Partial hospitalization programs for addiction fall between residential or inpatient treatment and outpatient programs in terms of how much time is spent at the treatment center. Inpatient programs require clients to be at the facility 24 hours per day for a couple weeks or longer, with possible exceptions for outings awarded for good behavior. Outpatient programs let people come in to the center a couple times per week, depending on the severity of the addiction, but spend the rest of time at work, school, or home.
In a partial hospitalization program, clients come into the facility daily and often spend most of the day there, going to therapy, attending support group meetings, and sampling workshops. They only go home at night to sleep. This is a good fit for individuals who have a more severe addiction disorder and need a lot of treatment and supervision but may not be able to afford the costs associated with a full inpatient program.
Unfortunately, partial hospitalization programs can still be expensive, particularly if your insurance doesn’t cover this kind of treatment or if you don’t have insurance; as of 2015, 33 million people in the US still aren’t covered by any health insurance plan. Many insurance programs do cover various treatment options for addiction, but even if your plan doesn’t, there are other options to pay for the care you, or a loved one, need.
Following the passage of the Affordable Care Act, all insurance plans in states that accept federal monetary assistance for their insurance programs must cover addiction treatment. However, there is some leeway for companies to decide which forms of treatment they will cover. Standard inpatient and outpatient programs are almost always covered, at least partially, and partial hospitalization is also very often covered to some level.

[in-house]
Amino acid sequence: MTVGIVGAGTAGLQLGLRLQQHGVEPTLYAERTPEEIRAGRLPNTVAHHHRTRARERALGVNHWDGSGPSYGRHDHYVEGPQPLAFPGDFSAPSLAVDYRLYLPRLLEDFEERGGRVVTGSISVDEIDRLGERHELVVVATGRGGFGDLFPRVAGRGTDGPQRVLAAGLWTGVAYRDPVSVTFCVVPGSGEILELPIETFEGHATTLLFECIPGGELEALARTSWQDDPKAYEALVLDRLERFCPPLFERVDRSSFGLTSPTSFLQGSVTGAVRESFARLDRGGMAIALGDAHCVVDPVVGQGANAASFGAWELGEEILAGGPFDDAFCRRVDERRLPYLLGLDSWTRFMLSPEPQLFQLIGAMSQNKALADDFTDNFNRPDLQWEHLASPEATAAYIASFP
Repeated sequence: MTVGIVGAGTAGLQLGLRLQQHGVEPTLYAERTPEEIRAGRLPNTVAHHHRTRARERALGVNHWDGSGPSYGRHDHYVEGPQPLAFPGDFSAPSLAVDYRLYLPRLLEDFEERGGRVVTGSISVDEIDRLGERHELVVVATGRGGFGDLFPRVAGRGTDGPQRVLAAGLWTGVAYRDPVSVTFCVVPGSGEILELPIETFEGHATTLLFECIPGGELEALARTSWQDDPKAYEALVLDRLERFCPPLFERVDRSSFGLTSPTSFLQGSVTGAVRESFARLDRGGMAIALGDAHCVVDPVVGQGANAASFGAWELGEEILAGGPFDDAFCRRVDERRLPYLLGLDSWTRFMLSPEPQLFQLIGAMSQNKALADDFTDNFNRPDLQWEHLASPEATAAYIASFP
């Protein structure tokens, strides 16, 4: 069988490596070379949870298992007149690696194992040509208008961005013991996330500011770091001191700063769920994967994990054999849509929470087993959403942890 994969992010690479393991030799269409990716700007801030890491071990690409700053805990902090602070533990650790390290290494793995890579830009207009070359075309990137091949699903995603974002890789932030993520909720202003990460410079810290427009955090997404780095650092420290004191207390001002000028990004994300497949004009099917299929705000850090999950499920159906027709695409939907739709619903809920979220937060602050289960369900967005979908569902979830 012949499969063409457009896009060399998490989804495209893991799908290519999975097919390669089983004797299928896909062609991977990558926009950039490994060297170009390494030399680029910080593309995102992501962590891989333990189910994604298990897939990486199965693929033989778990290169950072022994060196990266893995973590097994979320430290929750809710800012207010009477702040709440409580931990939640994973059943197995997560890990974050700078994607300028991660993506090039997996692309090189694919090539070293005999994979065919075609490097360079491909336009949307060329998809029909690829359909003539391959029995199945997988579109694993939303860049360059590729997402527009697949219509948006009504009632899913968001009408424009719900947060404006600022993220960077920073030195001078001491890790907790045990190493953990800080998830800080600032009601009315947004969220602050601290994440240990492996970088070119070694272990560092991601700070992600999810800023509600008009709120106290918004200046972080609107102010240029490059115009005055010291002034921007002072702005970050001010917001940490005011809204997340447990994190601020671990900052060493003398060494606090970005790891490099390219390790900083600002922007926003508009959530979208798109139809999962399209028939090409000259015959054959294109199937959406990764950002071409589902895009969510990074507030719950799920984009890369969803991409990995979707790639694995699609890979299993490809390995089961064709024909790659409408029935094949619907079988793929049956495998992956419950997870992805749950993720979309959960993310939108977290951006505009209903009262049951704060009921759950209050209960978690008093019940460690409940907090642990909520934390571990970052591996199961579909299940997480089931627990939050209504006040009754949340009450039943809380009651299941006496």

However, many insurance companies will require customers to first contact them and undergo a doctor evaluation before a specific type of treatment program is recommended. If something other than partial hospitalization is recommended, the insurance company will usually only cover that treatment plan. It’s important to always contact your insurance company before enrolling in a program to find out their procedures and ensure that you’re covered.
Insurance may also not cover all costs associated with a partial hospitalization program. For example, although Medicare covers the direct costs of this type of treatment program, it does not cover:
- Transportation costs to and from the facility
- Meals served at the facility
- Non-therapy support group fees
- Job skills training or testing fees
Clients may also need to pay co-pays or a certain percentage of the treatment program costs.
If insurance doesn’t cover all or any of a partial hospitalization program, there are alternative payment options. Many addiction treatment centers don’t require people to pay upfront, and if payment cannot be made in full once treatment is complete, they may be able to put you on a payment plan to pay back the fees over time. Talk to prospective treatment programs about their financing options.
Your workplace may also be able to help with costs. Many employers offer an Employee Assistance Program (EAP) for issues like addiction that can get you a number of program sessions or therapy sessions for free. Additionally, if your insurance is not accepted by the treatment center you’ve selected, you may be able to access some coverage if you have out-of-network reimbursement benefits.
If none of those options pan out, there are some free or very low-cost options available via government-funded programs. In many instances, the waiting lists are long, but social workers and other professionals can help you find more information on their offerings. Some treatment programs may also offer scholarships to those in need.